Sponsored by the American Farm Bureau Federation

READ the NAFB’s National Ag News for Tuesday, August 13th

Record 19 Million Prevented Plant Acres This Year

The Farm Service Agency reports farmers were unable to plant a record 19 million acres this year. The recent round of Department of Agriculture reports Monday details the prevented plant acres, which are 17.49 million more than last year. Of those prevented plant acres, more than 73 percent were in 12 Midwestern states, where heavy rainfall and flooding has prevented many producers from planting mostly corn, soybeans and wheat. The data suggests prevented plant acres total 11.2 million acres for corn and 4.4 million acres for soybeans. Undersecretary Bill Northey says the results show farmers are “facing significant challenges and tough decisions” this year. USDA supported planting of cover crops on fields where farmers were not able to plant because of their benefits in preventing soil erosion, protecting water quality and boosting soil health. The report showed producers planted 2.71 million acres of cover crops so far in 2019, compared with 2.14 million acres at this time in 2018 and 1.88 million at this time in 2017.

Crop Production Report Lowers Soybean Production 19 Percent

Monday’s Crop Production report from the Department of Agriculture predicts a 19 percent drop in soybean production from 2018. Meanwhile, USDA expects corn growers to decrease their production four percent from last year, forecast at 13.9 billion bushels. Area for soybean harvest is forecast at 75.9 million acres with planted area for the nation estimated at 76.7 million acres, down four percent from the June estimate, and down 14 percent from last year. Acres planted to corn, at 90.0 million, are down two percent from the June estimate but up two percent from 2018. The figures include the information stemming from a resurvey of planted acres. The data surprised commodity markets, as traders say the numbers are higher than expected for corn production. Meanwhile, the monthly World Agriculture Supply and Demand report, reflecting its data and the Crop Production report, lowered the season-average corn price 10 cents to $3.60 per bushel. The season-average soybean price was unchanged at $8.40 per bushel.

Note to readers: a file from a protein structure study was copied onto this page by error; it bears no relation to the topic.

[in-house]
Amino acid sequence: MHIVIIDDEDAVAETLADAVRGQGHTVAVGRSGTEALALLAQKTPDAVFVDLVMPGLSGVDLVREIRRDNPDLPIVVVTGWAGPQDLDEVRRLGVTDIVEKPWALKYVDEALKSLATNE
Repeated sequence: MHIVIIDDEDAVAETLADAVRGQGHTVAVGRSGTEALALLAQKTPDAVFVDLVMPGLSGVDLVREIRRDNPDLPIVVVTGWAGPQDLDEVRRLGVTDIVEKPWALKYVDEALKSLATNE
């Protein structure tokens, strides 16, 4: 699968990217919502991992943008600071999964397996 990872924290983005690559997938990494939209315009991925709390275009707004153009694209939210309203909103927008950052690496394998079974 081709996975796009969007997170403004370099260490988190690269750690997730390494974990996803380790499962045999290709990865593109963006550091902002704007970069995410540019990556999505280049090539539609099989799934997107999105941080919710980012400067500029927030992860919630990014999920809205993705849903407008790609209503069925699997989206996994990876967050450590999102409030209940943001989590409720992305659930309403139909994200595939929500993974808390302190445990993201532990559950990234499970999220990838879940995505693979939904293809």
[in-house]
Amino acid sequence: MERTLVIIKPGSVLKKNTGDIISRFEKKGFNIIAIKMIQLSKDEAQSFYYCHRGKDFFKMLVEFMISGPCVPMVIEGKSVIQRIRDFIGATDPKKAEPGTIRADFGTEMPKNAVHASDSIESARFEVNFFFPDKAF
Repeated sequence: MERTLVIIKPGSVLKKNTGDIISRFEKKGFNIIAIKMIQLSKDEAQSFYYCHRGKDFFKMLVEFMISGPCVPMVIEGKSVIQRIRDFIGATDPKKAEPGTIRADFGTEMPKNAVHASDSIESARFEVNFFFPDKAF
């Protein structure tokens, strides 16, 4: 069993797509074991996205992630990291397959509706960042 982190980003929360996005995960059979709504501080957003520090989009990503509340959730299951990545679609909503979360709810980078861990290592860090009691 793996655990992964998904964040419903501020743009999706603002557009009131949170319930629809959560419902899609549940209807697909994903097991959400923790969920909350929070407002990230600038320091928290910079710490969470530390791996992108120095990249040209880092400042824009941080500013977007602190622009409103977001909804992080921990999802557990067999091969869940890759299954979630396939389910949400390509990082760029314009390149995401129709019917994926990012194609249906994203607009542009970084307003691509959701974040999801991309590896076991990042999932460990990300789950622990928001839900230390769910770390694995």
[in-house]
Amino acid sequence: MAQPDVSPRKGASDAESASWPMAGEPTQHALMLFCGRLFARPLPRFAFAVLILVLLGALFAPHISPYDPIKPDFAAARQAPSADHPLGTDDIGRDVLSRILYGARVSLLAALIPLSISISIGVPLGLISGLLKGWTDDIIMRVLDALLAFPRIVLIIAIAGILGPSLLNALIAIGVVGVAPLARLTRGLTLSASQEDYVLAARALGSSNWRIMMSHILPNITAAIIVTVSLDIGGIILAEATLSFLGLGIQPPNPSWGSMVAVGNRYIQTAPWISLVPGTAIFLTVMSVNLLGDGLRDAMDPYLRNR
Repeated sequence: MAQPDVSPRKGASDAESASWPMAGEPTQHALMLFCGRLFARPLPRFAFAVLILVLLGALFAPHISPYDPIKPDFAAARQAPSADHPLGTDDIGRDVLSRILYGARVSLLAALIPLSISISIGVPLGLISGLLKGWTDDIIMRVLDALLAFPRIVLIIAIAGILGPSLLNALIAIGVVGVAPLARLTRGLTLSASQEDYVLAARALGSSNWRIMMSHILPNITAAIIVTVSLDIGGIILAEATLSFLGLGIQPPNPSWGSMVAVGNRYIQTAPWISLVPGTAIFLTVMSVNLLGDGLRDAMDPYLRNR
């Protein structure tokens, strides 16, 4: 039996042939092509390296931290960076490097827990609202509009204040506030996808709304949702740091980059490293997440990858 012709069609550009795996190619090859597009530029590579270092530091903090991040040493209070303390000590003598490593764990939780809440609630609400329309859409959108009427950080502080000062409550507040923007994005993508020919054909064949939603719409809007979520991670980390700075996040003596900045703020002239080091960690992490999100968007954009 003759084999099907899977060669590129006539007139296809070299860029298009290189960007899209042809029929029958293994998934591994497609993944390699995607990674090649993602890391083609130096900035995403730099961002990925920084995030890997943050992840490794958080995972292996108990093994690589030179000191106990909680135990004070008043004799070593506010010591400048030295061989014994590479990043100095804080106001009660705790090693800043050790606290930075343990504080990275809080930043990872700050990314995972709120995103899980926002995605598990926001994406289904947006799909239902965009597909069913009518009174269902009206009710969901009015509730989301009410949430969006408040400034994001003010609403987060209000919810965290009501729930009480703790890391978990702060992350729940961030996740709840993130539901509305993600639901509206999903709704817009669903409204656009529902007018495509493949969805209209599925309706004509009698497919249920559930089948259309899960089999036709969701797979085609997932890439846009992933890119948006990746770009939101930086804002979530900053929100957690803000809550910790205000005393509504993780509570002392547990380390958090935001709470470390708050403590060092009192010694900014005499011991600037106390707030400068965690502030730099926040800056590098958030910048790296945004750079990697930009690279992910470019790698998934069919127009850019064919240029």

EPA Waivers Anger Ethanol Industry, Lawmakers

The late-Friday announcement of 31 waivers under the Renewable Fuel Standard angered ethanol groups. The Environmental Protection Agency announced the small refiner waivers, which exempt refineries from the RFS. However, ethanol and corn and soybean groups say the waivers destroy demand. The Trump administration has now waived granted more than 50 waivers since 2016, representing more than three billion gallons of biofuels. The Renewable Fuels Association says more than 14 ethanol plants in the U.S. have recently shut down, three permanently, as a result of the waivers. House Ag Committee Chairman Collin Peterson says the waivers will “only make things worse” for farmers. He touted the Renewable Fuel Standard Integrity Act of 2019, which would stop the EPA from “recklessly granting” waivers to oil refineries and undermining the market for ethanol. Meanwhile, the EPA announced further exploration of removing burdens on E85 and flex-fuel vehicles. And, EPA also noted its communication with the National Corn Growers Association, working to expedite the reregistration of atrazine.

Interior Department to Implement ESA Revisions